Mars has been a prospect for scientific exploration for more than 50 years, and every year the scientific operations grow on the Red Planet.
In a new article published in The Conversation, author Cagri Kilic, a Robotics Researcher, and Postdoctoral Fellow that focuses on the Inertial Localization for Planetary Rovers and Cooperative Localization for multi-robot systems with the Navigation Laboratory at West Virginia University, outlines that throughout humans' exploration of Mars we have left behind 15,694 pounds of debris.
The report outlines that so far, humans have sent eighteen man-made objects to Mars over fourteen missions, and that the debris left behind from these missions comes in three main categories; discarded hardware, inactive spacecraft, and crashed spacecraft. As explained by Kilic, whenever a space agency is landing a spacecraft on the Martian surface, it requires a module that is discarded after or throughout the landing process. This module contains vital protection for the rover/cargo as it contains a heat shield and a parachute.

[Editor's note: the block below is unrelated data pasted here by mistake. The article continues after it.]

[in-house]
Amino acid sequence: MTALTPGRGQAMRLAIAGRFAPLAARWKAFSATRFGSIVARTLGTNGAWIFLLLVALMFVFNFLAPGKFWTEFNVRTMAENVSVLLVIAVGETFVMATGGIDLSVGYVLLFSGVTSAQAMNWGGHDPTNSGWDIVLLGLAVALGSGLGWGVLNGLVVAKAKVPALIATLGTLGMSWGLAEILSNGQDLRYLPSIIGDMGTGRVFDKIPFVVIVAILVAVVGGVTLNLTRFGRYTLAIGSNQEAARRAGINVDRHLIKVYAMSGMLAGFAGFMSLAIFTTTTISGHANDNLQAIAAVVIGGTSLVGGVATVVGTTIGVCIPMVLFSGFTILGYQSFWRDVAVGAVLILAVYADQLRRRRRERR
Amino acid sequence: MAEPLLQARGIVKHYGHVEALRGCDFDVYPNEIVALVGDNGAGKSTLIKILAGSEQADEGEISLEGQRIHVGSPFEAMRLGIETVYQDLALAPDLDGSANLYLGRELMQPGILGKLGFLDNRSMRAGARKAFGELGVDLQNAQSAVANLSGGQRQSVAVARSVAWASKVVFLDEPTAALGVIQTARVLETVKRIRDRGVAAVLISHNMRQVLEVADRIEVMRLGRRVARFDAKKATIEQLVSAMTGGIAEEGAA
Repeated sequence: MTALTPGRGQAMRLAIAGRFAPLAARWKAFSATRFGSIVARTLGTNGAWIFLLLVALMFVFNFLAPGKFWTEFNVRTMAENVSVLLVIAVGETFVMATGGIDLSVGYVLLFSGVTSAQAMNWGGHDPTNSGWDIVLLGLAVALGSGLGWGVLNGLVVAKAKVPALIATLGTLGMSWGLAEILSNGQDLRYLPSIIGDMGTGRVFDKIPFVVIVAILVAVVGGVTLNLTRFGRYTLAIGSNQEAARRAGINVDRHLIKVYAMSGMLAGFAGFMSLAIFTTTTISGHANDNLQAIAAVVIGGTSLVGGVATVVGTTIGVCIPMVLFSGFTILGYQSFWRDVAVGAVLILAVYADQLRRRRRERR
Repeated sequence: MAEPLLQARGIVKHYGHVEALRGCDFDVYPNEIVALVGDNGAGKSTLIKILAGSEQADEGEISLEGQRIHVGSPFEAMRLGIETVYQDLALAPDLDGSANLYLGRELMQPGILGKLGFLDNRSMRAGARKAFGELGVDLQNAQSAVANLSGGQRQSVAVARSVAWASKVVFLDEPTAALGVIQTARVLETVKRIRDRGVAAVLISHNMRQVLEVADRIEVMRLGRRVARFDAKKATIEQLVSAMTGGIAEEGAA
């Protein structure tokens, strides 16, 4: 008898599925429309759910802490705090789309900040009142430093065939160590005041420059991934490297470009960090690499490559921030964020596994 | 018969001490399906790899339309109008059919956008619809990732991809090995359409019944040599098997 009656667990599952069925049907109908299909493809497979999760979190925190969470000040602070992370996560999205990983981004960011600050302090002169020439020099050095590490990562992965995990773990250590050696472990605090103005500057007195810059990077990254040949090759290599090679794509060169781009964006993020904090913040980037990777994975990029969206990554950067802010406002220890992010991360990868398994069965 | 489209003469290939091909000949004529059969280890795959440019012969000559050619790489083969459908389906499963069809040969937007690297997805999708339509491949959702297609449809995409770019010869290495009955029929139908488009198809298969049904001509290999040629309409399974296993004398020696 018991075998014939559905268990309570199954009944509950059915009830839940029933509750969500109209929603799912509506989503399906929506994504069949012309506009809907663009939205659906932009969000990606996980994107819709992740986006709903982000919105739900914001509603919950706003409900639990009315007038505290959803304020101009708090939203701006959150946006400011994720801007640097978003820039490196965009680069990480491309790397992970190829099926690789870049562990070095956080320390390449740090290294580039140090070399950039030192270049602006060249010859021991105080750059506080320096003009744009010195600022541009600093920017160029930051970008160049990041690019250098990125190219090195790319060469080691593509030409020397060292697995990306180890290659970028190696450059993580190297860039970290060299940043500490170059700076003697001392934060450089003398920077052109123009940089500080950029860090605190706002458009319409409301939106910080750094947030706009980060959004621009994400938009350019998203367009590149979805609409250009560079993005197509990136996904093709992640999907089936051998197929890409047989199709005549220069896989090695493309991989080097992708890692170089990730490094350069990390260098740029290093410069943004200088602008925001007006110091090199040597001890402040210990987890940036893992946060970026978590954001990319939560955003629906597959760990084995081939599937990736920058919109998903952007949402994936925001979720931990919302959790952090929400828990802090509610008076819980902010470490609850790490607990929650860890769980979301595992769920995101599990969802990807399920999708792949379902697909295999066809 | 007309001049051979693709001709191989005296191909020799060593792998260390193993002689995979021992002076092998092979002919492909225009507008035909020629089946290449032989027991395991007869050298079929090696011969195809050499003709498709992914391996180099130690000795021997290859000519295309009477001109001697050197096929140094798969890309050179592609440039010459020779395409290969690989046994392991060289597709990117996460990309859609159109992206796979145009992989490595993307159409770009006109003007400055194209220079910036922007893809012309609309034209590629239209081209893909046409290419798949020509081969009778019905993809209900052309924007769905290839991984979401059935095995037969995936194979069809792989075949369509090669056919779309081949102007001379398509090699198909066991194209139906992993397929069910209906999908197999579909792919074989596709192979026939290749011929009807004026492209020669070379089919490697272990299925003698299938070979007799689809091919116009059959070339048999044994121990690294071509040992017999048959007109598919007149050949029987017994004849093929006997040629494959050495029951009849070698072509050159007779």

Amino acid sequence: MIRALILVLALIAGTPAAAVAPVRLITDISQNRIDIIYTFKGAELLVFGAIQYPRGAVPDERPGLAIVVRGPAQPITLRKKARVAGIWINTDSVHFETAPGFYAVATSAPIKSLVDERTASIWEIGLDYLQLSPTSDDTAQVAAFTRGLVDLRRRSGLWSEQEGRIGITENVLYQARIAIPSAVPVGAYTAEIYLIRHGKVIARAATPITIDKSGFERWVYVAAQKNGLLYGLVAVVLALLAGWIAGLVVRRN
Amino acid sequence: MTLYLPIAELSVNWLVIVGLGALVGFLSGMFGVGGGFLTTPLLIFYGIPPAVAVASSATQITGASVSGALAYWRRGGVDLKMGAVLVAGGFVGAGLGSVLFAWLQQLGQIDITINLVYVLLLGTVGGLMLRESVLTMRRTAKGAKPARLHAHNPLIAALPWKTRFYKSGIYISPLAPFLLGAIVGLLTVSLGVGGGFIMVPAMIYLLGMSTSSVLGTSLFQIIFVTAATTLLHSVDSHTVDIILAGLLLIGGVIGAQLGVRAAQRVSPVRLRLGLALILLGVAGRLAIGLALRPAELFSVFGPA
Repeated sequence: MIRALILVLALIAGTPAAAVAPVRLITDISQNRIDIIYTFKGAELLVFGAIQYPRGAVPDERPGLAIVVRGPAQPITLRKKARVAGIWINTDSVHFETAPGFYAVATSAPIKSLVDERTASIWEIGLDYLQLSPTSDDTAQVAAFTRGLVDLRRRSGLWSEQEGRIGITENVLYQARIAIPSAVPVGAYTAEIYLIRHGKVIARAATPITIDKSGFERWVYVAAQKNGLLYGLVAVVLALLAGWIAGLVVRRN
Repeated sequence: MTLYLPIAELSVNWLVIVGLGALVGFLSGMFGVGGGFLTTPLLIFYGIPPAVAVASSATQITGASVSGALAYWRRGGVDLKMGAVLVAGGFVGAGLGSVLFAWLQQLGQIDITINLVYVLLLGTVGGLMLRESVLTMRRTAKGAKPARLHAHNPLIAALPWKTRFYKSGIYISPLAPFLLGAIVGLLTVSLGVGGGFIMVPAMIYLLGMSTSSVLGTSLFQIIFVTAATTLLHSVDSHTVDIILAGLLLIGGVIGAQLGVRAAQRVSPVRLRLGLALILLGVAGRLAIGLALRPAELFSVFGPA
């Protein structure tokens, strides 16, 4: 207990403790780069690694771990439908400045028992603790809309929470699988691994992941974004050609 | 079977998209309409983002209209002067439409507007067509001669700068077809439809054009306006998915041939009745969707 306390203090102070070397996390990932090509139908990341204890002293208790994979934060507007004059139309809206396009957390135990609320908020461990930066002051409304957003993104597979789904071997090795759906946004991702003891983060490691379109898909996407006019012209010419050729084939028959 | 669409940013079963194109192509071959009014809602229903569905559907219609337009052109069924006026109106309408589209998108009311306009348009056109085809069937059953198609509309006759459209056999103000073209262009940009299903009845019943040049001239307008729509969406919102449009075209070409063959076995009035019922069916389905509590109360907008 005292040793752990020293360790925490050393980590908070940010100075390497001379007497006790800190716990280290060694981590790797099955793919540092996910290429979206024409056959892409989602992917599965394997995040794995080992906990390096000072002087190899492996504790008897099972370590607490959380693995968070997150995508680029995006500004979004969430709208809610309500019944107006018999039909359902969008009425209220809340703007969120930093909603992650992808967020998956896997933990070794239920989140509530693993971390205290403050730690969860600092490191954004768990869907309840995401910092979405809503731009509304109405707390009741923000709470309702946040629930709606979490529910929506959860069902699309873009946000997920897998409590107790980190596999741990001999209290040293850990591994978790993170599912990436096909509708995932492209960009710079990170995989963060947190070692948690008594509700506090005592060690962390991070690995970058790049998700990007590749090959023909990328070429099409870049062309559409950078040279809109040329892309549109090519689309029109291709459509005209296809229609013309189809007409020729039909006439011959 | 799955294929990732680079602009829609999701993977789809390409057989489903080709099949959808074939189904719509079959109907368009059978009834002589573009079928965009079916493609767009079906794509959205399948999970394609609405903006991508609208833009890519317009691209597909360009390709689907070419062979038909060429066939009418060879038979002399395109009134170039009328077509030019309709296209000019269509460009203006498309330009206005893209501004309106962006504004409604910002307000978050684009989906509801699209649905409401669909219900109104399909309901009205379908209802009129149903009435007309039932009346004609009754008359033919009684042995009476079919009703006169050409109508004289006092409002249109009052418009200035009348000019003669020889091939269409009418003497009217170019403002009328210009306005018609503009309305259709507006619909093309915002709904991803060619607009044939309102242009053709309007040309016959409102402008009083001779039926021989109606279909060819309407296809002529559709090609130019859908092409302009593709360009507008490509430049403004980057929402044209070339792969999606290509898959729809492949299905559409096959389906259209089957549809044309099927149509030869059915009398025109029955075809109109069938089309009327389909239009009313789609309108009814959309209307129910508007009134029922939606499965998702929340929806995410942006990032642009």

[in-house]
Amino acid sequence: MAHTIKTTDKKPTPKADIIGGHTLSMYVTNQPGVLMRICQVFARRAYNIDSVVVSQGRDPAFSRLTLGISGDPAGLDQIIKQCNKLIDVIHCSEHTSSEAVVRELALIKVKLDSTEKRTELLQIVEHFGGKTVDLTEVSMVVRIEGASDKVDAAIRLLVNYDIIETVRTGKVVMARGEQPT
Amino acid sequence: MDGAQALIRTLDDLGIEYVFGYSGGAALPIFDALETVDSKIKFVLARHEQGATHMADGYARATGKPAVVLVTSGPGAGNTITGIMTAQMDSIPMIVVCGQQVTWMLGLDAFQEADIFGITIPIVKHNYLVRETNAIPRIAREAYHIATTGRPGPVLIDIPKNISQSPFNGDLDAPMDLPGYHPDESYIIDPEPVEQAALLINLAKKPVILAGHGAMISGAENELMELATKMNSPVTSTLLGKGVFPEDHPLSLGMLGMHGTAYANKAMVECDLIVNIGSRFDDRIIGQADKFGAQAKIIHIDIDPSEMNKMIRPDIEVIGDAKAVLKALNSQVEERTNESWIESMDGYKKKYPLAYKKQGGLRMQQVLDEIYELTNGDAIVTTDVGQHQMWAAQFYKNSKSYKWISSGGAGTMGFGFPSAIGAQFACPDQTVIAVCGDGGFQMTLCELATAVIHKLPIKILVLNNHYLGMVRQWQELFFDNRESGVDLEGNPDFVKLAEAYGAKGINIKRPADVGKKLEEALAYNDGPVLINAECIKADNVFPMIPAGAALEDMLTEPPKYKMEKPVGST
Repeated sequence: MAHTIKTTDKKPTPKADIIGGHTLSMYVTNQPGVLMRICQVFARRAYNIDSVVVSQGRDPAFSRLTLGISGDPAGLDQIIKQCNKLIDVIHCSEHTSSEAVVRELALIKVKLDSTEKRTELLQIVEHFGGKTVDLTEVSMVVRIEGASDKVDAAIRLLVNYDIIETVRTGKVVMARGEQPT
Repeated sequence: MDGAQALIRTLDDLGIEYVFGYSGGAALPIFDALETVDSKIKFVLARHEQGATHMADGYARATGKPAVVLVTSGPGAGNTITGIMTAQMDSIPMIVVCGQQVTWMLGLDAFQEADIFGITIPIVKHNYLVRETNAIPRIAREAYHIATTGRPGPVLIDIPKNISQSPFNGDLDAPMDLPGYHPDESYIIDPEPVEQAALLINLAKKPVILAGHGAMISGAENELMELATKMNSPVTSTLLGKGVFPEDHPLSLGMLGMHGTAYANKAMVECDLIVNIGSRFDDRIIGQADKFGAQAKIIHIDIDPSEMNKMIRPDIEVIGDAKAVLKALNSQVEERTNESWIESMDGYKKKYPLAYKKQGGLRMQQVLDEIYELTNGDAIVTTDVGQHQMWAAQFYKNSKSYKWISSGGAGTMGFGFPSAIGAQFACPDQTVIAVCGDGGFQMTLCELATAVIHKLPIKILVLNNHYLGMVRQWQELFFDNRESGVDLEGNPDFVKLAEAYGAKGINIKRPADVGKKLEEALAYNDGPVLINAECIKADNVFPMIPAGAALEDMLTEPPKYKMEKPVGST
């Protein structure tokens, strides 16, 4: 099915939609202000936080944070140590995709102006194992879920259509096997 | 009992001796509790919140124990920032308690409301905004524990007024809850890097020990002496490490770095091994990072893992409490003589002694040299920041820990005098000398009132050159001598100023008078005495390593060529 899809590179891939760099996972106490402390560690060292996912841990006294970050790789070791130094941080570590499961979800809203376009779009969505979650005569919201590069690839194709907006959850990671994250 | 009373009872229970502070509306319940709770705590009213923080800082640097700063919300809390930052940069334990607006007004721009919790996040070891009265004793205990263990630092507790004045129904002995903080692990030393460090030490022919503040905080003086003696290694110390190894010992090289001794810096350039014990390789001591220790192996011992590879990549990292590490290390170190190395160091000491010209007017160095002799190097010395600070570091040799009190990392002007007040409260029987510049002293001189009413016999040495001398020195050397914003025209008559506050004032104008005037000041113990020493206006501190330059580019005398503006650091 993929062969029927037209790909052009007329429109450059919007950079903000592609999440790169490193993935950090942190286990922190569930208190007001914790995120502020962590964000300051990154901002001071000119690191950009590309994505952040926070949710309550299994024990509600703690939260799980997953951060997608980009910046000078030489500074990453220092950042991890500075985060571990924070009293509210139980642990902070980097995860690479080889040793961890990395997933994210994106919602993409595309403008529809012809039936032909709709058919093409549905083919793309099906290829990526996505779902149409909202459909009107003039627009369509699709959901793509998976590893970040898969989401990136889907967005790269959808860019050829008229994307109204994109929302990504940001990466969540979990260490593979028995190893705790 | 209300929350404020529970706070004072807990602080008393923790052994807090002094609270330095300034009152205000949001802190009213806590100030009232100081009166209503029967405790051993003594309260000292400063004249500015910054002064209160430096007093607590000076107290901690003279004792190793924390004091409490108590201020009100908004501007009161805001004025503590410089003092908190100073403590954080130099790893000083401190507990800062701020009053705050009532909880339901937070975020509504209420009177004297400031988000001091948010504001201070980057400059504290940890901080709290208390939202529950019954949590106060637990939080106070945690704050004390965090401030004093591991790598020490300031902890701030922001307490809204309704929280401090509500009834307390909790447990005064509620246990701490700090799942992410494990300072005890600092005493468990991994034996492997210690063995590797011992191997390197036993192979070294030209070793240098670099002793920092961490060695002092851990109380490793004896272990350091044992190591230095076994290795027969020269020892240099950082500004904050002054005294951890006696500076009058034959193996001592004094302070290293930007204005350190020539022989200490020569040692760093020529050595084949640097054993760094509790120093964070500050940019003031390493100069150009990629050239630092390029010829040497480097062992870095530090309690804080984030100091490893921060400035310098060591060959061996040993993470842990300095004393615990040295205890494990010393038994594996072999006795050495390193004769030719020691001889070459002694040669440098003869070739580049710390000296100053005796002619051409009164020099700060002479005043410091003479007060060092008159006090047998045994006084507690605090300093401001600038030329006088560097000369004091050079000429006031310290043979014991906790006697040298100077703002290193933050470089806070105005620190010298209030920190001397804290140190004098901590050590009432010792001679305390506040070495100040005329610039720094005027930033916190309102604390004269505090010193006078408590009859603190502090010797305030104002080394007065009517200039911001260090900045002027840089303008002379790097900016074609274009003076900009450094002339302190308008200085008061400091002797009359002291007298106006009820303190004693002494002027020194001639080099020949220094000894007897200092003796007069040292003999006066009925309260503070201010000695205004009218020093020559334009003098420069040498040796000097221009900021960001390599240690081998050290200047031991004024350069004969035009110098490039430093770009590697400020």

Since the pieces are discarded, they fall to the surface of Mars and can break up into smaller pieces. These smaller pieces are then blown around by the Martian wind and have even been located by rovers such as NASA's Perseverance, which identified a piece of netting from its landing more than a year ago. Another form of human debris on Mars is inactive landers, which currently count to nine. Kilic notes that it would be better to consider these landers as "historical relics" rather than trash.
There have been four crashed spacecraft across the Martian desert, which are a stark reminder of the extreme difficulty of landing on the Red Planet and executing the mission in such a fashion that desired scientific operations can be carried out. Despite all of the hardships of getting to Mars and the difficulty of landing on the planet, globally, there has been a larger push for Martian exploration with the eventual goal of colonization.
During our colonization process of the Red Planet, we will no doubt begin our "clean up" when it becomes possible. Judging on the current progress, it would seem to be many years off until NASA issues a Martian clean-up day.